A new study by venerable information resource Consumer Reports concludes that consumers are no likelier to find the cheapest airfares through Web travel services than via “a low-tech telephone.”
The Yonkers, New York-based consumer group’s study of Cheap Tickets, Expedia, Lowestfare and Travelocity revealed that some sites play favorites and give top billings in their flight listings to advertisers, that the lowest fares are not always listed online, and that sometimes getting the low fare means having to travel at odd hours with many layovers.
The findings come on the heels of IDC projections that online ticket sales will triple from over $5 billion (US$) in 1999 to over $18 billion in 2004.
The new report, published in the latest Consumer Reports Travel Letter (CRTL), was careful to say that its research “came to no firm conclusion on whether travel Web sites are biased because of deals with airlines.” However, the report did say there was disturbing evidence of favoritism.
Among CRTL’s findings was that at Travelocity, “featured airlines” — those that had advertising deals with the company — were listed first 48 percent of the time, but their fares were not always the cheapest when they occupied the top spot.
The report also found that Lowestfare, which has a contract arrangement with TWA, listed TWA as the first choice 50 percent of the time. No other site listed TWA more than 23 percent of the time. Additionally, the TWA routings sometimes involved connecting flights when other itineraries that were listed lower offered nonstop flights.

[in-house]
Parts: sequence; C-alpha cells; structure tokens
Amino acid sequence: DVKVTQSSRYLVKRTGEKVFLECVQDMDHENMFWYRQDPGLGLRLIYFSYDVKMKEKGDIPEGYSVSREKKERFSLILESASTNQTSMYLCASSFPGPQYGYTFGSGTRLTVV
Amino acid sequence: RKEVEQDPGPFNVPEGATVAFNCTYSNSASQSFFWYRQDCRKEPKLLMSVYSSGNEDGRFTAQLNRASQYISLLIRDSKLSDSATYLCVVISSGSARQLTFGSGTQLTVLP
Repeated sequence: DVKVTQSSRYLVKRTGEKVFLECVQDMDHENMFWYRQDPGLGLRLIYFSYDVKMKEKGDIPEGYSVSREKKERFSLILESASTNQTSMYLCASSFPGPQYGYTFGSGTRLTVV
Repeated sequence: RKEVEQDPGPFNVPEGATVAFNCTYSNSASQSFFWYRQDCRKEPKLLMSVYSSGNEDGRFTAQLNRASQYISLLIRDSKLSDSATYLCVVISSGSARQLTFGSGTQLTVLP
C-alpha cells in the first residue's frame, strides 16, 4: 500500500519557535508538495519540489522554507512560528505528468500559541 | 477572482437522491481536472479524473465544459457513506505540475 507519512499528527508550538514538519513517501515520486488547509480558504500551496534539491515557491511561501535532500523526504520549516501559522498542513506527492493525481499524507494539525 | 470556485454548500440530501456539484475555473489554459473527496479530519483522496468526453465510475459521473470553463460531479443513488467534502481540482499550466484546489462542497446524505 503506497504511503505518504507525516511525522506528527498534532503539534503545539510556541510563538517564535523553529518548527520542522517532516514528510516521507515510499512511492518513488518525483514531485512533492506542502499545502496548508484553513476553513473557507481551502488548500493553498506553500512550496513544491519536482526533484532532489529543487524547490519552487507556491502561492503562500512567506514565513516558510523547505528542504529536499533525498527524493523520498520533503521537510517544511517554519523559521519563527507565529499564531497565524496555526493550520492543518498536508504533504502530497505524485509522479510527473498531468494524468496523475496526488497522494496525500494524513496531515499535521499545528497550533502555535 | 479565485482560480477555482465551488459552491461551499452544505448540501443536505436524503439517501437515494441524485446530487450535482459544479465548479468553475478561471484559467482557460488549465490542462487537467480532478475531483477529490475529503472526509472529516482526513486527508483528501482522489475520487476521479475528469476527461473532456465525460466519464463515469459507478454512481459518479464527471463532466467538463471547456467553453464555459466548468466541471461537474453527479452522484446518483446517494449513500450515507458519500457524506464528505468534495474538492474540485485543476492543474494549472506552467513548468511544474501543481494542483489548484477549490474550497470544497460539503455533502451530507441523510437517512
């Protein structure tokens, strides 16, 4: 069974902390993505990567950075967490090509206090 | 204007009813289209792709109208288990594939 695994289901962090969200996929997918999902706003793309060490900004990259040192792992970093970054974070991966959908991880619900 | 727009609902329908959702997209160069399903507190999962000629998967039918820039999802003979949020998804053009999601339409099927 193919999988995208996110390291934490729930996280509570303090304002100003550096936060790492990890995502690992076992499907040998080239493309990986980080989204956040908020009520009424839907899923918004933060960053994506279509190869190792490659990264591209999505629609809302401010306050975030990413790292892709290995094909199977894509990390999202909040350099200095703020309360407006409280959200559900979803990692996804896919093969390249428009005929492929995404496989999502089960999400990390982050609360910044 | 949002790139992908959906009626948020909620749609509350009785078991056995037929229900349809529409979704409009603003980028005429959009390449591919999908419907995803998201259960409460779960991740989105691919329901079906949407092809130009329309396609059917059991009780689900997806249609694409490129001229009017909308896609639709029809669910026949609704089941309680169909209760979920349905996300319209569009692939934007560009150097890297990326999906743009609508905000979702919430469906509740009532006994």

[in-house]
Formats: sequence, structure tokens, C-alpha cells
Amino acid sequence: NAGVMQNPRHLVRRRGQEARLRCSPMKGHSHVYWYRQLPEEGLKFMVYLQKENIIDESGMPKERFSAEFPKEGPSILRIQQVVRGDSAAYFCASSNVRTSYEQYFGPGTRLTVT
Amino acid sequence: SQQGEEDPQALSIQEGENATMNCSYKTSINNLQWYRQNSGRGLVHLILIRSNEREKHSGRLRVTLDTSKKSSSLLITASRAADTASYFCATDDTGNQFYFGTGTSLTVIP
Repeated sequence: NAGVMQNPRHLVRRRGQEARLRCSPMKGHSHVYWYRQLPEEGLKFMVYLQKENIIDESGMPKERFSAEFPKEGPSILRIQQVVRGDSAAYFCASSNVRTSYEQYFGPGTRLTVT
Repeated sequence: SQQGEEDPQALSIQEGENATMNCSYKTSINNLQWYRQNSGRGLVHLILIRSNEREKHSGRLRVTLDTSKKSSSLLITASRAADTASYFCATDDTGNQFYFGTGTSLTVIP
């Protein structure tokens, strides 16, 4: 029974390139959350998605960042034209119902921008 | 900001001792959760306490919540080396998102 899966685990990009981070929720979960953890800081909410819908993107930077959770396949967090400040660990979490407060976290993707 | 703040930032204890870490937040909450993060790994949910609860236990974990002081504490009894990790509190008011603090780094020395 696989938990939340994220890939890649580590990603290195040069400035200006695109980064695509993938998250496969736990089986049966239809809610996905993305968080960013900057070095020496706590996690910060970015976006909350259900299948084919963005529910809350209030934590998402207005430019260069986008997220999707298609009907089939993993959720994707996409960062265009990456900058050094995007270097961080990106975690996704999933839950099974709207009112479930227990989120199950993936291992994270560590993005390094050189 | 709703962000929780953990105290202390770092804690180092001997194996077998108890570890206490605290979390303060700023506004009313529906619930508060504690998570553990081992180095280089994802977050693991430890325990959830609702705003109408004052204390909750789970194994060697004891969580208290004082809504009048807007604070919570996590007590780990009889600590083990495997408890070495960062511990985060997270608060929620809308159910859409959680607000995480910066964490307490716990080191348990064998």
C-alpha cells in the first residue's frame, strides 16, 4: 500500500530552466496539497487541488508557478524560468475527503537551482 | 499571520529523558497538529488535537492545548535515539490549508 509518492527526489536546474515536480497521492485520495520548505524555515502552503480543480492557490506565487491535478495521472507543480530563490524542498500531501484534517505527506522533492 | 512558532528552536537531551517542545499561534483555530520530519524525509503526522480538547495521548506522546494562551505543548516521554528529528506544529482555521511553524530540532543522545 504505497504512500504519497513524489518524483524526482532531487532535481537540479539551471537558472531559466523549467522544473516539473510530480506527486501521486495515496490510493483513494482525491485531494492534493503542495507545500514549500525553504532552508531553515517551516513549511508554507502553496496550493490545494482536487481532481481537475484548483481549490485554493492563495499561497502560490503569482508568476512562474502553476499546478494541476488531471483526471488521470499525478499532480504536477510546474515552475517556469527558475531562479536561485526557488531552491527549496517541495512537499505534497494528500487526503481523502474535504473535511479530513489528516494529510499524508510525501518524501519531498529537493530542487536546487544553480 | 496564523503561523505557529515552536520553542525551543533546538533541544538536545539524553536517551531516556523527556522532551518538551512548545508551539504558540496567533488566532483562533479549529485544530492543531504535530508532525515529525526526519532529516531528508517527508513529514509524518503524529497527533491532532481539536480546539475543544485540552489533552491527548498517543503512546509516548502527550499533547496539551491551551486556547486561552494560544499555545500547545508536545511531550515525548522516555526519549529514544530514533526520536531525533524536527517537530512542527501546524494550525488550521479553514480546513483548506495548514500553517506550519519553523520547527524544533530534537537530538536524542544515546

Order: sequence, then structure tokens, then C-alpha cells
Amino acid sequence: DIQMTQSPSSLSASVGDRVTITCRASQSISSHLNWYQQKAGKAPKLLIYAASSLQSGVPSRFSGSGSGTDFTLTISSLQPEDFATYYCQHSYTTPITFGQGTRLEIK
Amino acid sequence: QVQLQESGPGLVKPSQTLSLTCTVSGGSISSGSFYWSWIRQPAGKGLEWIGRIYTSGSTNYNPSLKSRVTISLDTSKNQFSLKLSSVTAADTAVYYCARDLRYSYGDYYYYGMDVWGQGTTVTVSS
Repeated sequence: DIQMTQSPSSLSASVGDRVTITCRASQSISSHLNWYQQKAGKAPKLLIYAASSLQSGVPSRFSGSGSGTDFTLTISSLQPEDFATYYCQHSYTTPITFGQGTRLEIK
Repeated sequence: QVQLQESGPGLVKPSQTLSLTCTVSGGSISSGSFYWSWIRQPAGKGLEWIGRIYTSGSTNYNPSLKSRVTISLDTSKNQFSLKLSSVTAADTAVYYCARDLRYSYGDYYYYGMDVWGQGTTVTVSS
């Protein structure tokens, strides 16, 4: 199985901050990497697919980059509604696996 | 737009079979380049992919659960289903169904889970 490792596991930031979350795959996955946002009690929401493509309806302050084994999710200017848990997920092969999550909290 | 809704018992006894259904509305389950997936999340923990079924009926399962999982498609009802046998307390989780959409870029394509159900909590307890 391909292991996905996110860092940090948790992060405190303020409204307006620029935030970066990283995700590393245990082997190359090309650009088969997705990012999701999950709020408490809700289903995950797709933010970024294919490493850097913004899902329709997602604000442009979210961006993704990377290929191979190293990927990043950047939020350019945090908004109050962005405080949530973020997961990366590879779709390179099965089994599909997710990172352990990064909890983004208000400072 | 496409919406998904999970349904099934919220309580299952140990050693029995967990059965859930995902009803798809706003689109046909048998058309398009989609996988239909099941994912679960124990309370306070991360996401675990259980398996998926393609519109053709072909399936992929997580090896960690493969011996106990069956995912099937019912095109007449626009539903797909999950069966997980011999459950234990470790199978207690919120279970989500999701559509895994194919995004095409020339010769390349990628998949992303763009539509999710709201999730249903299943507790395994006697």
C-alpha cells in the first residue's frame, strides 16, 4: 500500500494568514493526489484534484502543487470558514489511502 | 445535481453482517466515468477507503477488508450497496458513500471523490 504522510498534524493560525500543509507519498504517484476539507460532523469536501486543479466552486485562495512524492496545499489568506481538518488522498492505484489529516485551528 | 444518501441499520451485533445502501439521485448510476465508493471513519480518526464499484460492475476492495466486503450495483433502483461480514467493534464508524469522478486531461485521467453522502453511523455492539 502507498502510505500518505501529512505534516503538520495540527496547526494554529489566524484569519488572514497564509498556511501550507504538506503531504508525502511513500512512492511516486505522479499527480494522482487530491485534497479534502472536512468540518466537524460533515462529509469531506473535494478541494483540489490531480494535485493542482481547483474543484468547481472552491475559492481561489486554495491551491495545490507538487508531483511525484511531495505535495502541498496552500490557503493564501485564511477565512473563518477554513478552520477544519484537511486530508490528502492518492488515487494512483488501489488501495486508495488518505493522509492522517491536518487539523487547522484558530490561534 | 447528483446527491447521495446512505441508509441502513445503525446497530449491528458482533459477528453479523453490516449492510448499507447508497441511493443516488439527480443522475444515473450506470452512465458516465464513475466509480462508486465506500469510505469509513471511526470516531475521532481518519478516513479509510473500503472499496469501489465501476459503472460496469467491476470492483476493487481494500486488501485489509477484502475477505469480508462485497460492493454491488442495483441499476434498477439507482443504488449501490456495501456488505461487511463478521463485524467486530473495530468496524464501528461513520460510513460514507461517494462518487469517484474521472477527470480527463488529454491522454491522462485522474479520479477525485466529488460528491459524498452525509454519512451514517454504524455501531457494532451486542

In comparing the results from the four Web sites to results from Apollo Galileo, a major computer reservations system (CRS) used by travel agents, CRTL found that some airlines offering low fares were absent from the online travel sites. Southwest only appeared at Travelocity, and Vanguard was absent from both Expedia and Lowestfare.
One airline executive was blunt in his criticism of such biased travel booking. The report quoted Al Lenza, vice president of distribution planning for Northwest, as saying, “Advertising is okay, but it shouldn’t influence the flight selections. We’re just not going to have our inventory be used to mislead the customer.”
Regulating Travel Sites
Although existing laws outlaw favoritism on airline-owned computerized reservations systems, such as Sabre, the rules do not apply to traditional or online travel agents. The U.S. Department of Transportation (DOT) is currently reviewing the rules to see if they should be expanded to apply to travel agents.
One driving force behind the DOT’s review is Orbitz — the online travel site owned by American, Continental, Delta, Northwest and United. Critics warn that Orbitz will create extreme turbulence in the online travel industry by restricting access to flight information and low-priced tickets, ultimately forcing out competition.
Low Fare Factor
Although many consumers log on to travel sites expecting to get better fares than those offered by their local travel agent, CRTL said that the low fares listed by the travel sites were often no cheaper than Apollo Galileo’s offerings for the same route.
CRTL did find that the Web sites often produced better results when flights were requested weeks or months in advance. For example, when CRTL researchers logged on to find a flight between Chicago and Los Angeles departing four months from the date they searched, they found that each of the four online systems produced equal or better fares than Apollo Galileo.
The Web sites also had the edge when researchers were flexible about their departure times.
It should be noted that just because a travel site lists a low priced fare, it does not mean that fare is available for booking. When CRTL searched for the cheapest fare from Newark to Los Angeles, Cheap Tickets quoted a fare of $232. However, that fare was not available, and the cheapest available itinerary was $423 — and required six legs.